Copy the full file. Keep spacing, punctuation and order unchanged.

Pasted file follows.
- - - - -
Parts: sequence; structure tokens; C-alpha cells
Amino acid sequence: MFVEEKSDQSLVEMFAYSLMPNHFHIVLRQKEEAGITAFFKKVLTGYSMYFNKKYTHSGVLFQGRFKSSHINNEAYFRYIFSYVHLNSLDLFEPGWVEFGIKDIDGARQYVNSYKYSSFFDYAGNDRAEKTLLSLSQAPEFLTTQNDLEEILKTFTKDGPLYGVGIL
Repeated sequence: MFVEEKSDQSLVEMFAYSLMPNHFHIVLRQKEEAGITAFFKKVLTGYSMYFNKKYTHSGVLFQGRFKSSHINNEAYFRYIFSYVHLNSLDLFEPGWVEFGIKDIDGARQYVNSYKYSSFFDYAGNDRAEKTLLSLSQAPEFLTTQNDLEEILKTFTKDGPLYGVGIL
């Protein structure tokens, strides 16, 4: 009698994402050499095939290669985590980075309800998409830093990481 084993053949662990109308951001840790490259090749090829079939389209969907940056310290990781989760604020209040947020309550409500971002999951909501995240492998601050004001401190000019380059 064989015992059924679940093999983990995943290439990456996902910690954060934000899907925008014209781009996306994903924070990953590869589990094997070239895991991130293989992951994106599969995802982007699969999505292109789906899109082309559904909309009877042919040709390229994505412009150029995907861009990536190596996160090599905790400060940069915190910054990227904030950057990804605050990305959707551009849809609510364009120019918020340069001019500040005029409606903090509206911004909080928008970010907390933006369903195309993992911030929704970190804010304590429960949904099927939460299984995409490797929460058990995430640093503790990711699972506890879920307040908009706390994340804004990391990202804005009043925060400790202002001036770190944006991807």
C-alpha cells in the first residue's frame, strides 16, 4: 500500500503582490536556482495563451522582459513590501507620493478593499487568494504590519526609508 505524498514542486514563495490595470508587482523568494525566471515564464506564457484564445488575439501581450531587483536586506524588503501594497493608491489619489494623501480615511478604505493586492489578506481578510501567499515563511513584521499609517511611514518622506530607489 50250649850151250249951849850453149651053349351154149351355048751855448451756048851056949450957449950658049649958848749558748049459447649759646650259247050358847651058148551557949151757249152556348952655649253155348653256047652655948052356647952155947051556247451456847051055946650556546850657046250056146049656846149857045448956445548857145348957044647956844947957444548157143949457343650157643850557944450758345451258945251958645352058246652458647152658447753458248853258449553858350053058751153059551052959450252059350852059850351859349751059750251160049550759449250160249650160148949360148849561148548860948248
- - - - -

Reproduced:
Parts: sequence; structure tokens; C-alpha cells
Amino acid sequence: MFVEEKSDQSLVEMFAYSLMPNHFHIVLRQKEEAGITAFFKKVLTGYSMYFNKKYTHSGVLFQGRFKSSHINNEAYFRYIFSYVHLNSLDLFEPGWVEFGIKDIDGARQYVNSYKYSSFFDYAGNDRAEKTLLSLSQAPEFLTTQNDLEEILKTFTKDGPLYGVGIL
Repeated sequence: MFVEEKSDQSLVEMFAYSLMPNHFHIVLRQKEEAGITAFFKKVLTGYSMYFNKKYTHSGVLFQGRFKSSHINNEAYFRYIFSYVHLNSLDLFEPGWVEFGIKDIDGARQYVNSYKYSSFFDYAGNDRAEKTLLSLSQAPEFLTTQNDLEEILKTFTKDGPLYGVGIL
């Protein structure tokens, strides 16, 4: 009698994402050499095939290669985590980075309800998409830093990481 084993053949662990109308951001840790490259090749090829079939389209969907940056310290990781989760604020209040947020309550409500971002999951909501995240492998601050004001401190000019380059 064989015992059924679940093999983990995943290439990456996902910690954060934000899907925008014209781009996306994903924070990953590869589990094997070239895991991130293989992951994106599969995802982007699969999505292109789906899109082309559904909309009877042919040709390229994505412009150029995907861009990536190596996160090599905790400060940069915190910054990227904030950057990804605050990305959707551009849809609510364009120019918020340069001019500040005029409606903090509206911004909080928008970010907390933006369903195309993992911030929704970190804010304590429960949904099927939460299984995409490797929460058990995430640093503790990711699972506890879920307040908009706390994340804004990391990202804005009043925060400790202002001036770190944006991807």
C-alpha cells in the first residue's frame, strides 16, 4: 500500500503582490536556482495563451522582459513590501507620493478593499487568494504590519526609508 505524498514542486514563495490595470508587482523568494525566471515564464506564457484564445488575439501581450531587483536586506524588503501594497493608491489619489494623501480615511478604505493586492489578506481578510501567499515563511513584521499609517511611514518622506530607489 50250649850151250249951849850453149651053349351154149351355048751855448451756048851056949450957449950658049649958848749558748049459447649759646650259247050358847651058148551557949151757249152556348952655649253155348653256047652655948052356647952155947051556247451456847051055946650556546850657046250056146049656846149857045448956445548857145348957044647956844947957444548157143949457343650157643850557944450758345451258945251958645352058246652458647152658447753458248853258449553858350053058751153059551052959450252059350852059850351859349751059750251160049550759449250160249650160148949360148849561148548860948248